I was recently fortunate to work on the GRAIL satellite project at Lockheed Martin. GRAIL (Gravity Recovery and Interior Laboratory) is a two satellite system that will orbit the moon to analyze the internal structure and lunar gravity. They are relatively small compared to other satellites, about the size of a washer and dryer, and launched toward the moon on Sept. 8, 2011. I was a part of the team that assembled the spacecraft, tested each component of the spacecraft as it was added, and tested the fully integrated system. Prior to the launch, I worked in Cape Canaveral, Florida to do final testing and integrate the GRAIL satellites to the rocket. Some days I wrote procedures or code software scripts, other days I worked in a cleanroom bunny suit running a test on the spacecraft. I got to work directly with the hardware to get to know the satellites in and out. On Sept. 8th, I helped the team launch the rocket for its journey to the moon!

In school and growing up, I was always interested in math and science. When it was time to decide what I wanted to do for my Gold Award project (one of Girl Scouts most prestigious awards), I knew that I wanted to do something to share my love of math and science. When I was in high school, I earned my Gold Award for starting a summer science program for elementary aged kids. It was an opportunity for me to have fun and help inspire others with my passion for science. During my project, I led the children through different science topics and experiments. Since I had always been interested in space, we had a “space week” where we explored different space topics.

What helped me the most with earning my Gold Award were the team building experiences that I had through Girl Scouts. I had an opportunity to learn about leadership and eventually take the lead. I also had to go outside of my comfort zone while working on my Gold Award, which helped me push my boundaries. I use these skills at work by asserting myself with a team to make sure that GRAIL was ready to go to the moon. On Sept. 8th, I sat in front of a monitor in the Mission Control Center as the rocket counted down to take GRAIL to the moon.

If you want to learn more about GRAIL, visit these sites:

Girl Scouts compete in robotics competitions

Savanna and Linda with their BUILD Award

View more photos in Girl Scouts of Colorado’s Flickr gallery.

From Troop Leader Susan Baker

Linda Baker, 9th grade, and Savanna Inman, 10th grade, are Girl Scout Seniors in Troop 66 from Rocky Mountain High School in Fort Collins. Linda and Savanna competed this year in two different robotics community teams in Northern Colorado.

Their VEX Robotics team built and programmed a robot that is under 18” in size, and competed in Berthoud, Loveland, Logan (Utah) and at the VEX Robotics World Championship in Orlando (Florida) April 13-17. Their team of five freshmen and sophomores competed with and against more 500 teams from around the world in matches and interviews over a period of three days. The team ended up winning the Build Award, which is presented by a panel of judges to the team that has constructed and programmed the best robot consisting of mechanical and electrical components.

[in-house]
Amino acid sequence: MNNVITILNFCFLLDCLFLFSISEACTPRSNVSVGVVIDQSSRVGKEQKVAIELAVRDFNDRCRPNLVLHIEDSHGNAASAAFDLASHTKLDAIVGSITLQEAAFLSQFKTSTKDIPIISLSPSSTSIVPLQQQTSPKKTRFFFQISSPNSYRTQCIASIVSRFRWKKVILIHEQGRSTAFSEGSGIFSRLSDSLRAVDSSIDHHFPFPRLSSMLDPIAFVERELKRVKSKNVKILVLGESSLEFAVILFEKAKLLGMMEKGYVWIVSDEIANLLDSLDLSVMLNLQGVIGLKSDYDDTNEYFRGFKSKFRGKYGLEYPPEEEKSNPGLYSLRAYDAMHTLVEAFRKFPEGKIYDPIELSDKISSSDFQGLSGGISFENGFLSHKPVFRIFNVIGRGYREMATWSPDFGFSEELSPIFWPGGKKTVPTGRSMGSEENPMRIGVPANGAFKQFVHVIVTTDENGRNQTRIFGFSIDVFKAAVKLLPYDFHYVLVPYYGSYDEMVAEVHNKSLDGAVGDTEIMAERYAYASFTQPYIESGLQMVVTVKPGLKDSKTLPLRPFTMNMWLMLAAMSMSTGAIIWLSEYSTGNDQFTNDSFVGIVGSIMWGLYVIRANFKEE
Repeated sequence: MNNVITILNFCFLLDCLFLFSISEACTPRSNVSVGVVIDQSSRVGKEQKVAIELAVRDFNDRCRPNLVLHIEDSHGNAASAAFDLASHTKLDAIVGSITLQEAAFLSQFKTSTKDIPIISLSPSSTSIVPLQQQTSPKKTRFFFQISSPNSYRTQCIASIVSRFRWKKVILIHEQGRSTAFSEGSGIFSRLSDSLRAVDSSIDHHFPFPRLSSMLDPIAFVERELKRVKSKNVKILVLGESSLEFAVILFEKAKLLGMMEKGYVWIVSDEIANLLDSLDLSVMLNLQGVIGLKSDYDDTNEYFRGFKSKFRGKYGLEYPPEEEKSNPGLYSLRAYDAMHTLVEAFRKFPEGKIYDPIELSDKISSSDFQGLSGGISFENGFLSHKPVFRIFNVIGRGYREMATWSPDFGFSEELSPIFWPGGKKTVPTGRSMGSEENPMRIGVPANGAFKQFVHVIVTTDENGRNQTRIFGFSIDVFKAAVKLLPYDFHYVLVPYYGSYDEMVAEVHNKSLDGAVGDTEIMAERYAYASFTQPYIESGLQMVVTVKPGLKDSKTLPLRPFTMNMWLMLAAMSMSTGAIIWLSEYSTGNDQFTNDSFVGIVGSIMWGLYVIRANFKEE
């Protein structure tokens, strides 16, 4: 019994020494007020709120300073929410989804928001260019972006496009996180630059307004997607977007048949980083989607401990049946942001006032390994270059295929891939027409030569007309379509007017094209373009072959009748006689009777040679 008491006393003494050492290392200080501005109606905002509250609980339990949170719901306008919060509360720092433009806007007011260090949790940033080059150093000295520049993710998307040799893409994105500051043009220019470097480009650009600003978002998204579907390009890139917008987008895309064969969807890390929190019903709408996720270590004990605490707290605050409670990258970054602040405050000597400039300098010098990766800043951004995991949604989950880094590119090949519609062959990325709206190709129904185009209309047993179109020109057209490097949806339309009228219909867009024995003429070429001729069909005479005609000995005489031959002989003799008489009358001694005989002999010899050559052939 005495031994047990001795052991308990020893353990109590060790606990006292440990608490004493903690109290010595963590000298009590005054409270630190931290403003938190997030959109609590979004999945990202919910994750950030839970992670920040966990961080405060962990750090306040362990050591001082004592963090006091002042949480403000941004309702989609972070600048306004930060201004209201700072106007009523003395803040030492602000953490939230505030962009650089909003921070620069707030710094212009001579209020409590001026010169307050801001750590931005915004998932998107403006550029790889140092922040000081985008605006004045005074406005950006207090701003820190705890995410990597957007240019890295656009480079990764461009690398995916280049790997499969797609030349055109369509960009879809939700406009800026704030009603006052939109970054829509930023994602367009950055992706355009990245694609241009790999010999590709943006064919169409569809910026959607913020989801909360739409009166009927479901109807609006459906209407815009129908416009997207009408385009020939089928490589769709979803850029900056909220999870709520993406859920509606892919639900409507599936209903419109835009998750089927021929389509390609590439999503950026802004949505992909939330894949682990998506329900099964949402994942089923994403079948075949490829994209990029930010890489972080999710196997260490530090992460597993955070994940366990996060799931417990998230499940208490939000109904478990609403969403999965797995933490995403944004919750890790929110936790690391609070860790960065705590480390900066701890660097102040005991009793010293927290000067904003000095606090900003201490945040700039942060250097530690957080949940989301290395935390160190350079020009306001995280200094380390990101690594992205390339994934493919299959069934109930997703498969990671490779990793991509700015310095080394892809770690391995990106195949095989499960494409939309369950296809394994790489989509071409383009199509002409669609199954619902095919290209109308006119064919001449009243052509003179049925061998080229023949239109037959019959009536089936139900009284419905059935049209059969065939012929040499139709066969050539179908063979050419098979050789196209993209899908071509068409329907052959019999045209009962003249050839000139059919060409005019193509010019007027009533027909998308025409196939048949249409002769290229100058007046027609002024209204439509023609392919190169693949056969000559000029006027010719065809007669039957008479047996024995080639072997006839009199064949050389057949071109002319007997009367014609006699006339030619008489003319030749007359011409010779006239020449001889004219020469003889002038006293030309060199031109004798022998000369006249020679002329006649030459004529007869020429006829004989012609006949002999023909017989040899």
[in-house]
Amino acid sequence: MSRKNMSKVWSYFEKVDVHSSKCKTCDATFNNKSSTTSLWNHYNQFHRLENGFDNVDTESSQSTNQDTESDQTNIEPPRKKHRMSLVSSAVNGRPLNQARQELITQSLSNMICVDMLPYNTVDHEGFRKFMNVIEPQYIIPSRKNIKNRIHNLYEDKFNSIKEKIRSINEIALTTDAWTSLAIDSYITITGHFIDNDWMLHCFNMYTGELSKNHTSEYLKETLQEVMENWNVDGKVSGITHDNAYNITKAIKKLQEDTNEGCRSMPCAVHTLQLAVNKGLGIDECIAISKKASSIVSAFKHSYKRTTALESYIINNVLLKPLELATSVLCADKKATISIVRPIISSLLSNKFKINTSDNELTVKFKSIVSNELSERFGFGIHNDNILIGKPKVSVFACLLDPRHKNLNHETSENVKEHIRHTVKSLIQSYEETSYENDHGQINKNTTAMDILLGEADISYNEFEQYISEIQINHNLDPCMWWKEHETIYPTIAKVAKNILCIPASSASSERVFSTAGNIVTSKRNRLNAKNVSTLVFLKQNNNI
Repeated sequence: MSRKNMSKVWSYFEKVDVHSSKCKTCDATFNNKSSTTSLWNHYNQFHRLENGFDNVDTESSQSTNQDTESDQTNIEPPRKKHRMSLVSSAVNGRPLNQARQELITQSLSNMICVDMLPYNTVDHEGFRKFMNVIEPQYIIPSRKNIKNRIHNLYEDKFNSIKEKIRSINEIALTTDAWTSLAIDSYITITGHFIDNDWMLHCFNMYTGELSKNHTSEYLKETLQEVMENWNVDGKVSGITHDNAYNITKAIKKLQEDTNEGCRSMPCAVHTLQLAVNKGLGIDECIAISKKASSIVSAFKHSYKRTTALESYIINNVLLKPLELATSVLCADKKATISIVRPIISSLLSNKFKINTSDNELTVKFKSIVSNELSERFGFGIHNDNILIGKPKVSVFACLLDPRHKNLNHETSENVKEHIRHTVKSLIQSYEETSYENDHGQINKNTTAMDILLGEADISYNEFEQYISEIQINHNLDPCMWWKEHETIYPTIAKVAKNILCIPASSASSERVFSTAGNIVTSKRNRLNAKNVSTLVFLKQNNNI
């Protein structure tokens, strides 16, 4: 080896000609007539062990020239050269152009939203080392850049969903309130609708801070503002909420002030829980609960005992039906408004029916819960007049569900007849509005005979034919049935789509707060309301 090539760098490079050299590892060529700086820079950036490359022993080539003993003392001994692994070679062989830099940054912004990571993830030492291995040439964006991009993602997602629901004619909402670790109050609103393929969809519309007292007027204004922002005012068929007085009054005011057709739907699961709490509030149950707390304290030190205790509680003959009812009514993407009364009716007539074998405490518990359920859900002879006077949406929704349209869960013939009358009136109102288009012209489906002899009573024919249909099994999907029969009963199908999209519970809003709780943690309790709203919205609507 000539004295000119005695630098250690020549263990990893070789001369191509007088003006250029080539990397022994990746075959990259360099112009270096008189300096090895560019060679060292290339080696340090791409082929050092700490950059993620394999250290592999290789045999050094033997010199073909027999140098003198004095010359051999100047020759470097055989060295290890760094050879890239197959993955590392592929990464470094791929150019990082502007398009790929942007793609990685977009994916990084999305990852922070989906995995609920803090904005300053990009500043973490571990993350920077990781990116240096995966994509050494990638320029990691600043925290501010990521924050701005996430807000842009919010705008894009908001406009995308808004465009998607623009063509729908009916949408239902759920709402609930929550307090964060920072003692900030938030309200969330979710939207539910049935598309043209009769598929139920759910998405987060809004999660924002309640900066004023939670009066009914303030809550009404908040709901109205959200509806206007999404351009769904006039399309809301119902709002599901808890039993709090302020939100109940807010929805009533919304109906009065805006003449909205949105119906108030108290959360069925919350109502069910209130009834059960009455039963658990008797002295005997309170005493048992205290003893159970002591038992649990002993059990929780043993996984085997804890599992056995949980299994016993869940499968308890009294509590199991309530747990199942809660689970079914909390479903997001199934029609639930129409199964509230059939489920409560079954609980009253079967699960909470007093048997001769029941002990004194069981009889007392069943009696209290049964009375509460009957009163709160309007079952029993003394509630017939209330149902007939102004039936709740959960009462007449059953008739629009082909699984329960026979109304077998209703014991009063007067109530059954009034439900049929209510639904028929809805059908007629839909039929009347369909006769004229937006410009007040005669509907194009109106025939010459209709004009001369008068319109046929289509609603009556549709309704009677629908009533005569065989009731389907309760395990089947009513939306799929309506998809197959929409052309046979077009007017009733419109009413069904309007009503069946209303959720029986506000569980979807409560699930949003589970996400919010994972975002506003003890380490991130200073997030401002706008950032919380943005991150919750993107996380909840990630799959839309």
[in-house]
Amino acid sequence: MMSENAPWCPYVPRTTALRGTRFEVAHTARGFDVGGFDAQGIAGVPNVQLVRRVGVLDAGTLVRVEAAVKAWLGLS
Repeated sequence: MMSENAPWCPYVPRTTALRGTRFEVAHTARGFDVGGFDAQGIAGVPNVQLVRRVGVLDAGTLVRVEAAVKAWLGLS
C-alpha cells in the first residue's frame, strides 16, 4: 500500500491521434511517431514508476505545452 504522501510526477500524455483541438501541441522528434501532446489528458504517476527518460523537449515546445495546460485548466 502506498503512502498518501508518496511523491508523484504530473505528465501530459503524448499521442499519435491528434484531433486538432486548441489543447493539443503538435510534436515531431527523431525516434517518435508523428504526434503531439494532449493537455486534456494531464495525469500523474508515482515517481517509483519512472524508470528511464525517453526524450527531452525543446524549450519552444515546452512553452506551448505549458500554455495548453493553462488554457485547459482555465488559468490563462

The girls’ Lego Robotics team built and programmed a robot that is under 12” in size and is pre-programmed to perform missions autonomously to earn as many points as possible in 2 and half minutes. They also participated in a research project to measure and record gait disorders in elderly people. The team won the second-highest award at the Colorado Championship in Denver. Linda joined another team to compete in the North American Open at LegoLand in California against 76 teams from the United States and Canada May 21-22. Linda’s team there won the highest award for Gracious Professionalism, which encourages high-quality work, emphasizes the value of others, and respects individuals and the community.

“My favorite part of robotics was getting the chance to teach programming to students who are younger than I am,” said Linda. “I really enjoy mentoring others in the STEM subjects – science, technology, engineering and math. This year I have come to realize that I have a lot more to learn, as well as a lot that I can teach others. I would like to see more Girl Scouts involved in STEM subjects in school, as well as in extracurricular activities.”

“My favorite part was learning the fun ways of doing math, building things and making it all fit together,” said Savanna. “I also liked the new skills I learned, such as soldering and teamwork. I also really liked building the robot. I enjoyed working with everyone, brainstorming ideas and trying them out. It was fun to work as a team to decide what was better for whatever we needed at the time.”